“The fact is: Democracy is not functioning in Appalachia. The people who live there are not respected. A person’s vote is in competition with the purse strings of mining companies. It’s a complete Banana Republic,” she says, adding that, if polled, the majority of people in eastern Kentucky and West Virginia want mountaintop mining stopped. But public officials keep weakening standards. “So who are they answering to?

“ ….  There is an imbalance of power taking place and it isn’t fair and it isn’t democracy.”           

Oil sludge spill in a lake

The Last Mountain – Martin County, Ky., 2000 sludge spill. Photo by Bud Kraft.

In one of its final acts, the Bush Administration dealt a big blow to the federal stream buffer rule in 2008, making it easier to dump rock and other mine waste from mountaintop removal into nearby streams and valleys.

Bingham and Haney propose that the nation’s energy grid begin running on less coal and more wind power, creating new jobs in the process. The filmmakers contend that the wind industry already employs as many Americans as coal and that a 1991 Department of Energy study reported that three states have enough harnessable wind energy to supply the nation’s electricity needs – and turbines are much more efficient now than then.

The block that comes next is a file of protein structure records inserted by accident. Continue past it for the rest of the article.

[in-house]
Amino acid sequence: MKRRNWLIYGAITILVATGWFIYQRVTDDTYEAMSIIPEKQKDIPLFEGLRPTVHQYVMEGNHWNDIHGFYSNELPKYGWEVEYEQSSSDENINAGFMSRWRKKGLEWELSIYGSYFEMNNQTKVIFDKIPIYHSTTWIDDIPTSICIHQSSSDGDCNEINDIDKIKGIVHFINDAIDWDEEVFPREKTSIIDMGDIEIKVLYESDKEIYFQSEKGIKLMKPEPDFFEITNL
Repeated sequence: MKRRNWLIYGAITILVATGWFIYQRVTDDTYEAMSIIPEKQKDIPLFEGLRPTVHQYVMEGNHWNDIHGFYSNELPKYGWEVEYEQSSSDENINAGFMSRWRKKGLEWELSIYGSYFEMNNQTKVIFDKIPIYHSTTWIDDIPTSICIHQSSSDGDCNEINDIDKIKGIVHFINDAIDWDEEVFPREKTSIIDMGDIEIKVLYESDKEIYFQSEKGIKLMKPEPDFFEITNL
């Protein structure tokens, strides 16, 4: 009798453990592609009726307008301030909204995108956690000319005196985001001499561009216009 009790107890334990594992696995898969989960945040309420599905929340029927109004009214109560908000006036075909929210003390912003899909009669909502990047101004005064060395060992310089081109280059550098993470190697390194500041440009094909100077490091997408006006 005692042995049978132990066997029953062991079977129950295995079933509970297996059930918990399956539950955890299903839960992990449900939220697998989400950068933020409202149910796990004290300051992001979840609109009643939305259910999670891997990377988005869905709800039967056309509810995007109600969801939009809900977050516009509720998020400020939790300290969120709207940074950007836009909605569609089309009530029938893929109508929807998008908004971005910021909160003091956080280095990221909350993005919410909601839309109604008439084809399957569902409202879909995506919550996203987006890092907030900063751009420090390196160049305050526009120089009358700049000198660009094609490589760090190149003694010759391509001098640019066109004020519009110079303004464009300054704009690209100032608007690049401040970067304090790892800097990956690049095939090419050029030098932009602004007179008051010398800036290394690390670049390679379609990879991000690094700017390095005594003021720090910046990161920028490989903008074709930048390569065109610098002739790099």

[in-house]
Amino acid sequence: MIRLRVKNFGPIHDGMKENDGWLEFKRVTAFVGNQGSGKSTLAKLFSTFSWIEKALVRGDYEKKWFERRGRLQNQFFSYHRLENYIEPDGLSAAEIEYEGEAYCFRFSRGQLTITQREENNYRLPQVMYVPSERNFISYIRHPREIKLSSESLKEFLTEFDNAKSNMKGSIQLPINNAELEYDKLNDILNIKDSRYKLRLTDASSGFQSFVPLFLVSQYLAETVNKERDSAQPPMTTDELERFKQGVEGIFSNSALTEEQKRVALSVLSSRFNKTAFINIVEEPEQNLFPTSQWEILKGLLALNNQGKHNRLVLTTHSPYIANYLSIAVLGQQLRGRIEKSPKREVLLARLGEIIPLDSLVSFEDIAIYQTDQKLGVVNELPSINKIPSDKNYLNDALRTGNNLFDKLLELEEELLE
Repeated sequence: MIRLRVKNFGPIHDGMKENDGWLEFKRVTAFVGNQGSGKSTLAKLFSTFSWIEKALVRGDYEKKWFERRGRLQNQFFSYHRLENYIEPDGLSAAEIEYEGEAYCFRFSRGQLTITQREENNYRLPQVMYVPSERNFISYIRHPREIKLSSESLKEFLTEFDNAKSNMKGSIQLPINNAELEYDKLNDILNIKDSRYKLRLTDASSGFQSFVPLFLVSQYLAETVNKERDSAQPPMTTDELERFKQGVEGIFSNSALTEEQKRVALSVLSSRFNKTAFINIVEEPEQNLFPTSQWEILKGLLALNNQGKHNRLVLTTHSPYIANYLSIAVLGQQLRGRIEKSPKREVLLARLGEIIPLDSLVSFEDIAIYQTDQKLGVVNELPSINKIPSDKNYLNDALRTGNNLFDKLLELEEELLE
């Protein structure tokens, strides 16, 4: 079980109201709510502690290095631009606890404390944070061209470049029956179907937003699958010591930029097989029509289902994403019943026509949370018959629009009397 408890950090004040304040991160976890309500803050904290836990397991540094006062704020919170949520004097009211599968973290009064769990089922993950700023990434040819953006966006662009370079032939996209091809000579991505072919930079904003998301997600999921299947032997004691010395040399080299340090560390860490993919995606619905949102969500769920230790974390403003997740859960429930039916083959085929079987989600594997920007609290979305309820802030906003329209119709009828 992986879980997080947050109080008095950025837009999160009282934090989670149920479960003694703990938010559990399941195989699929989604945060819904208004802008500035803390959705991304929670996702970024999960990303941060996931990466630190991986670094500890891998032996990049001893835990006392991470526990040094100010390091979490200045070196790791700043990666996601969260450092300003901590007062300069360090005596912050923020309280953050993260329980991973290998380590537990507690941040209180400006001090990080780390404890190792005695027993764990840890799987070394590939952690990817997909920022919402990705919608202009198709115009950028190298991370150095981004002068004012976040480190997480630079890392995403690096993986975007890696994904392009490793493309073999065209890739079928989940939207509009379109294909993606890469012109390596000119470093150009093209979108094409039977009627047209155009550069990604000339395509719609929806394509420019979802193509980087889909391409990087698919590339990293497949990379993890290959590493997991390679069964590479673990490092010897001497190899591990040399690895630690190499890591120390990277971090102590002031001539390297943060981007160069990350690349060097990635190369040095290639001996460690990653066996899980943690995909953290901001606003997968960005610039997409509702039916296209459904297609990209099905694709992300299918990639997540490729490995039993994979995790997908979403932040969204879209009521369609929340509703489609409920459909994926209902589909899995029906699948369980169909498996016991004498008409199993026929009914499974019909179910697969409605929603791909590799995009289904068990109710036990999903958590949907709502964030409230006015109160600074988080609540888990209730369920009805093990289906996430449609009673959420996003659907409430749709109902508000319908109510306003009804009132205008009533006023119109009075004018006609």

The contamination to air and water, the public health problems – studies indicate that cancer rates are twice as high in the mountaintop mining environments -- and the damaged land now vulnerable to flooding is more than an environmental problem, Bingham says. “It is as much a human rights issue as an environmental issue.”

Bingham agrees that the extractive industries – many based in the United States – operate around the world with frightening leeway. But that’s also true here. “You can overlook your own backyard … Appalachia, the inner cities,” says Bingham, calling for vigilance here and abroad, although it may seem tempting and exotic to focus attention on the Third World alone. “Not to take care of ourselves and our problems is hypocritical.”

According to Bingham, those who want to create change can do a number of things:

  • Push President Obama to ban mountaintop mining by reinstating the “fill rule,” which prevents the dumping of mining waste into streams, lakes and valleys, and ask Congress to support the Clean Water Act, a bill that would ban mountaintop mining. www.ILoveMountains.org.
  • Reduce your electricity use; the less electricity used, the less coal used.
  • Volunteer or write a check to support groups featured in the film fighting against mountaintop removal: The Ohio Valley Environmental Coalition, the Coal River Mountain Watch, Climate Ground Zero, Appalachian Centre for the Economy and the Environment and the Natural Resources Defense Council.